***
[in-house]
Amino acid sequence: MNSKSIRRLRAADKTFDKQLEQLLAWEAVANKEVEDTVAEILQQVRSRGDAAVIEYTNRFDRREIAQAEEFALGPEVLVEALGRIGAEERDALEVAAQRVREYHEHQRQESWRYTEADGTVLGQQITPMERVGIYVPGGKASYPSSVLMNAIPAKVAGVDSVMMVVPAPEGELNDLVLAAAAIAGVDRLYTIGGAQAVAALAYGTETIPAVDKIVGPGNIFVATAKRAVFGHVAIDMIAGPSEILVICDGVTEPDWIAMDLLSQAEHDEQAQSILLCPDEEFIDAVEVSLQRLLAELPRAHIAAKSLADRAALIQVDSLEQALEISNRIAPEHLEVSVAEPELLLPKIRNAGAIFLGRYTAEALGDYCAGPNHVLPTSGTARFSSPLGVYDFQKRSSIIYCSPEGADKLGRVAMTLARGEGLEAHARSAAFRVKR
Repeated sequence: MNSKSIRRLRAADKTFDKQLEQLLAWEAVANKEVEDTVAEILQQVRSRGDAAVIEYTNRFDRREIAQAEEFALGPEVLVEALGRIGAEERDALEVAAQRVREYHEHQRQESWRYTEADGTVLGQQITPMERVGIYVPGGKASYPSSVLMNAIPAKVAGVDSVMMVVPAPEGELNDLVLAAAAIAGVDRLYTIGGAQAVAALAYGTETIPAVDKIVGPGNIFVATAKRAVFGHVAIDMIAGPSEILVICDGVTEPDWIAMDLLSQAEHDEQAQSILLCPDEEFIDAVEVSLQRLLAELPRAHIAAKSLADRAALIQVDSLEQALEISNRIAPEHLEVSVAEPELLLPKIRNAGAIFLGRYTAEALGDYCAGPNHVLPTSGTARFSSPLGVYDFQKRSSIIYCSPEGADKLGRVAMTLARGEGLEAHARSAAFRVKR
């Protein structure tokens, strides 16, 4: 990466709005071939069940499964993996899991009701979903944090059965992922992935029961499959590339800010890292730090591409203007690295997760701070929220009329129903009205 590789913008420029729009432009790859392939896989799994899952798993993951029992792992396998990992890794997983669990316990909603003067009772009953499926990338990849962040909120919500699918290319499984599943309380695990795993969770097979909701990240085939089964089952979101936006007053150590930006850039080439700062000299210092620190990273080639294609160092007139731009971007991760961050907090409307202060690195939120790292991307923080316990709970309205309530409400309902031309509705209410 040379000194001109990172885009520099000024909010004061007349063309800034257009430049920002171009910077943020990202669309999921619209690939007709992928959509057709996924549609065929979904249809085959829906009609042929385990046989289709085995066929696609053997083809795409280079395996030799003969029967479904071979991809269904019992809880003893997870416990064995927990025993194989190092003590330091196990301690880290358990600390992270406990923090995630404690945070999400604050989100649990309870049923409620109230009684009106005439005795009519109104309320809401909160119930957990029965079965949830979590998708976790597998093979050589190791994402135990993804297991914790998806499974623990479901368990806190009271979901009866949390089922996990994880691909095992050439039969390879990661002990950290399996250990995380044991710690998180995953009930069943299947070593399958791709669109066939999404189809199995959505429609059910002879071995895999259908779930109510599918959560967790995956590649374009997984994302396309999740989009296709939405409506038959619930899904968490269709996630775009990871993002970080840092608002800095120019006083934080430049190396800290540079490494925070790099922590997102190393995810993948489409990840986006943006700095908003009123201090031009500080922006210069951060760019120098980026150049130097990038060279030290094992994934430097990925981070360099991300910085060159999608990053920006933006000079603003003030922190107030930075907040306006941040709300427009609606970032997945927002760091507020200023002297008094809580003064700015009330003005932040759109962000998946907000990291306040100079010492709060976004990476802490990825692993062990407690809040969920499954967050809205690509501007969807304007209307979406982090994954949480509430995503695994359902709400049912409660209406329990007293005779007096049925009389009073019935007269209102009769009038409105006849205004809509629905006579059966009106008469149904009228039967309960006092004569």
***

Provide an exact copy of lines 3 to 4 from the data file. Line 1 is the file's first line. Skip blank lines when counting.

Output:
Repeated sequence: MNSKSIRRLRAADKTFDKQLEQLLAWEAVANKEVEDTVAEILQQVRSRGDAAVIEYTNRFDRREIAQAEEFALGPEVLVEALGRIGAEERDALEVAAQRVREYHEHQRQESWRYTEADGTVLGQQITPMERVGIYVPGGKASYPSSVLMNAIPAKVAGVDSVMMVVPAPEGELNDLVLAAAAIAGVDRLYTIGGAQAVAALAYGTETIPAVDKIVGPGNIFVATAKRAVFGHVAIDMIAGPSEILVICDGVTEPDWIAMDLLSQAEHDEQAQSILLCPDEEFIDAVEVSLQRLLAELPRAHIAAKSLADRAALIQVDSLEQALEISNRIAPEHLEVSVAEPELLLPKIRNAGAIFLGRYTAEALGDYCAGPNHVLPTSGTARFSSPLGVYDFQKRSSIIYCSPEGADKLGRVAMTLARGEGLEAHARSAAFRVKR
């Protein structure tokens, strides 16, 4: 990466709005071939069940499964993996899991009701979903944090059965992922992935029961499959590339800010890292730090591409203007690295997760701070929220009329129903009205 590789913008420029729009432009790859392939896989799994899952798993993951029992792992396998990992890794997983669990316990909603003067009772009953499926990338990849962040909120919500699918290319499984599943309380695990795993969770097979909701990240085939089964089952979101936006007053150590930006850039080439700062000299210092620190990273080639294609160092007139731009971007991760961050907090409307202060690195939120790292991307923080316990709970309205309530409400309902031309509705209410 040379000194001109990172885009520099000024909010004061007349063309800034257009430049920002171009910077943020990202669309999921619209690939007709992928959509057709996924549609065929979904249809085959829906009609042929385990046989289709085995066929696609053997083809795409280079395996030799003969029967479904071979991809269904019992809880003893997870416990064995927990025993194989190092003590330091196990301690880290358990600390992270406990923090995630404690945070999400604050989100649990309870049923409620109230009684009106005439005795009519109104309320809401909160119930957990029965079965949830979590998708976790597998093979050589190791994402135990993804297991914790998806499974623990479901368990806190009271979901009866949390089922996990994880691909095992050439039969390879990661002990950290399996250990995380044991710690998180995953009930069943299947070593399958791709669109066939999404189809199995959505429609059910002879071995895999259908779930109510599918959560967790995956590649374009997984994302396309999740989009296709939405409506038959619930899904968490269709996630775009990871993002970080840092608002800095120019006083934080430049190396800290540079490494925070790099922590997102190393995810993948489409990840986006943006700095908003009123201090031009500080922006210069951060760019120098980026150049130097990038060279030290094992994934430097990925981070360099991300910085060159999608990053920006933006000079603003003030922190107030930075907040306006941040709300427009609606970032997945927002760091507020200023002297008094809580003064700015009330003005932040759109962000998946907000990291306040100079010492709060976004990476802490990825692993062990407690809040969920499954967050809205690509501007969807304007209307979406982090994954949480509430995503695994359902709400049912409660209406329990007293005779007096049925009389009073019935007269209102009769009038409105006849205004809509629905006579059966009106008469149904009228039967309960006092004569």